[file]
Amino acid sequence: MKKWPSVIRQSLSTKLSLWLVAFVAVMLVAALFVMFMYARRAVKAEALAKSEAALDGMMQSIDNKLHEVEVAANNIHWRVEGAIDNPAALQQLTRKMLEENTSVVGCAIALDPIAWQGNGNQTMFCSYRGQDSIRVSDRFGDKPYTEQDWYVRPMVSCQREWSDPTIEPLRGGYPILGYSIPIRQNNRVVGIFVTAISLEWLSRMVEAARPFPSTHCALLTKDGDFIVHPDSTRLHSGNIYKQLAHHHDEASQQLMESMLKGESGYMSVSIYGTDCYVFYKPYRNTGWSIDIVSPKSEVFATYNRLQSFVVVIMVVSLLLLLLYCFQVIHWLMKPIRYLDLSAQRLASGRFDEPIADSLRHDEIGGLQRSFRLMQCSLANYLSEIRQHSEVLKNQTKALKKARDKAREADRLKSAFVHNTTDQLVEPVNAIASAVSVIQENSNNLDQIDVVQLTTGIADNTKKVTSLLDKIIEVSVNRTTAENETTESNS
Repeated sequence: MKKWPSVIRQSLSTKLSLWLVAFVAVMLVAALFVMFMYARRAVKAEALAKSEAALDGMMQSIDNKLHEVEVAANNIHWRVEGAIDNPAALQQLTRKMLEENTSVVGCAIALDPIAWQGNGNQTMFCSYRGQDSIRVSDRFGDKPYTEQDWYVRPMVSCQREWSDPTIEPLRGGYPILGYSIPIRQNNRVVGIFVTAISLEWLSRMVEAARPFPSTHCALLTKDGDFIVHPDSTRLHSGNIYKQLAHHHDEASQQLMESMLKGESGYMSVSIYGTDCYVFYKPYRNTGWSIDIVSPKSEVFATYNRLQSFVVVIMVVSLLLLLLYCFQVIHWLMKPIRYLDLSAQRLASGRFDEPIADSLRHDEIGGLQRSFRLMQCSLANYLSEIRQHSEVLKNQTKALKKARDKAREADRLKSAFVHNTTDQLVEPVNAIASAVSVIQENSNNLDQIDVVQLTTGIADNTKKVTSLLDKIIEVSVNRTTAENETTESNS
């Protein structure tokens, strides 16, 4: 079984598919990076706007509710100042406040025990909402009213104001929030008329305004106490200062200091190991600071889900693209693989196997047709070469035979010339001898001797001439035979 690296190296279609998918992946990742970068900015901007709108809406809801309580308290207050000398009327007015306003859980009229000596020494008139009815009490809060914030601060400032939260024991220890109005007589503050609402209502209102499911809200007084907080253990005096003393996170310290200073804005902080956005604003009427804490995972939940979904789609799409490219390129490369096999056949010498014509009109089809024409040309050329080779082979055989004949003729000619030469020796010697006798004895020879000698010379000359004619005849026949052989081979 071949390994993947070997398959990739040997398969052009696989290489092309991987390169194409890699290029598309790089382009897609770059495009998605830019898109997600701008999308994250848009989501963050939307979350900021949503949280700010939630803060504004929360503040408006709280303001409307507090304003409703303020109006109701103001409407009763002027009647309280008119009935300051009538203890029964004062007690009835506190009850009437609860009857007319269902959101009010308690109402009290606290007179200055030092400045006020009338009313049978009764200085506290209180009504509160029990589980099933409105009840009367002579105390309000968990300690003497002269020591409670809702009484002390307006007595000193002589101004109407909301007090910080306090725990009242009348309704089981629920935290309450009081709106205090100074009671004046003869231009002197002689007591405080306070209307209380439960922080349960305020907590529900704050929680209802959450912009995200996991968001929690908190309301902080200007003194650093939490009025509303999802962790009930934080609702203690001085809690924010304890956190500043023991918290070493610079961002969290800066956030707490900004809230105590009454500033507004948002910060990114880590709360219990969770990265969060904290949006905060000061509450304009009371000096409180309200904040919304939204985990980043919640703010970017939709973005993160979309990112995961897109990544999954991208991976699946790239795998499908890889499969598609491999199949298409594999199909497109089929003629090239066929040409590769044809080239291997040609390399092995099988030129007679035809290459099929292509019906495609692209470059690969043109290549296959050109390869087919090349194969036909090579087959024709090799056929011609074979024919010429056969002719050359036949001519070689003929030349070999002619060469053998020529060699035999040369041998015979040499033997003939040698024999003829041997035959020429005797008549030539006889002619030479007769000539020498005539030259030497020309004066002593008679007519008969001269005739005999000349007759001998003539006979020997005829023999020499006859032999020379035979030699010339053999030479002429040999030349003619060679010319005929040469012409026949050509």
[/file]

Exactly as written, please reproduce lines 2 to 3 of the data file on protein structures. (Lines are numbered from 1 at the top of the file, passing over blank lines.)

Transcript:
Repeated sequence: MKKWPSVIRQSLSTKLSLWLVAFVAVMLVAALFVMFMYARRAVKAEALAKSEAALDGMMQSIDNKLHEVEVAANNIHWRVEGAIDNPAALQQLTRKMLEENTSVVGCAIALDPIAWQGNGNQTMFCSYRGQDSIRVSDRFGDKPYTEQDWYVRPMVSCQREWSDPTIEPLRGGYPILGYSIPIRQNNRVVGIFVTAISLEWLSRMVEAARPFPSTHCALLTKDGDFIVHPDSTRLHSGNIYKQLAHHHDEASQQLMESMLKGESGYMSVSIYGTDCYVFYKPYRNTGWSIDIVSPKSEVFATYNRLQSFVVVIMVVSLLLLLLYCFQVIHWLMKPIRYLDLSAQRLASGRFDEPIADSLRHDEIGGLQRSFRLMQCSLANYLSEIRQHSEVLKNQTKALKKARDKAREADRLKSAFVHNTTDQLVEPVNAIASAVSVIQENSNNLDQIDVVQLTTGIADNTKKVTSLLDKIIEVSVNRTTAENETTESNS
């Protein structure tokens, strides 16, 4: 079984598919990076706007509710100042406040025990909402009213104001929030008329305004106490200062200091190991600071889900693209693989196997047709070469035979010339001898001797001439035979 690296190296279609998918992946990742970068900015901007709108809406809801309580308290207050000398009327007015306003859980009229000596020494008139009815009490809060914030601060400032939260024991220890109005007589503050609402209502209102499911809200007084907080253990005096003393996170310290200073804005902080956005604003009427804490995972939940979904789609799409490219390129490369096999056949010498014509009109089809024409040309050329080779082979055989004949003729000619030469020796010697006798004895020879000698010379000359004619005849026949052989081979 071949390994993947070997398959990739040997398969052009696989290489092309991987390169194409890699290029598309790089382009897609770059495009998605830019898109997600701008999308994250848009989501963050939307979350900021949503949280700010939630803060504004929360503040408006709280303001409307507090304003409703303020109006109701103001409407009763002027009647309280008119009935300051009538203890029964004062007690009835506190009850009437609860009857007319269902959101009010308690109402009290606290007179200055030092400045006020009338009313049978009764200085506290209180009504509160029990589980099933409105009840009367002579105390309000968990300690003497002269020591409670809702009484002390307006007595000193002589101004109407909301007090910080306090725990009242009348309704089981629920935290309450009081709106205090100074009671004046003869231009002197002689007591405080306070209307209380439960922080349960305020907590529900704050929680209802959450912009995200996991968001929690908190309301902080200007003194650093939490009025509303999802962790009930934080609702203690001085809690924010304890956190500043023991918290070493610079961002969290800066956030707490900004809230105590009454500033507004948002910060990114880590709360219990969770990265969060904290949006905060000061509450304009009371000096409180309200904040919304939204985990980043919640703010970017939709973005993160979309990112995961897109990544999954991208991976699946790239795998499908890889499969598609491999199949298409594999199909497109089929003629090239066929040409590769044809080239291997040609390399092995099988030129007679035809290459099929292509019906495609692209470059690969043109290549296959050109390869087919090349194969036909090579087959024709090799056929011609074979024919010429056969002719050359036949001519070689003929030349070999002619060469053998020529060699035999040369041998015979040499033997003939040698024999003829041997035959020429005797008549030539006889002619030479007769000539020498005539030259030497020309004066002593008679007519008969001269005739005999000349007759001998003539006979020997005829023999020499006859032999020379035979030699010339053999030479002429040999030349003619060679010319005929040469012409026949050509």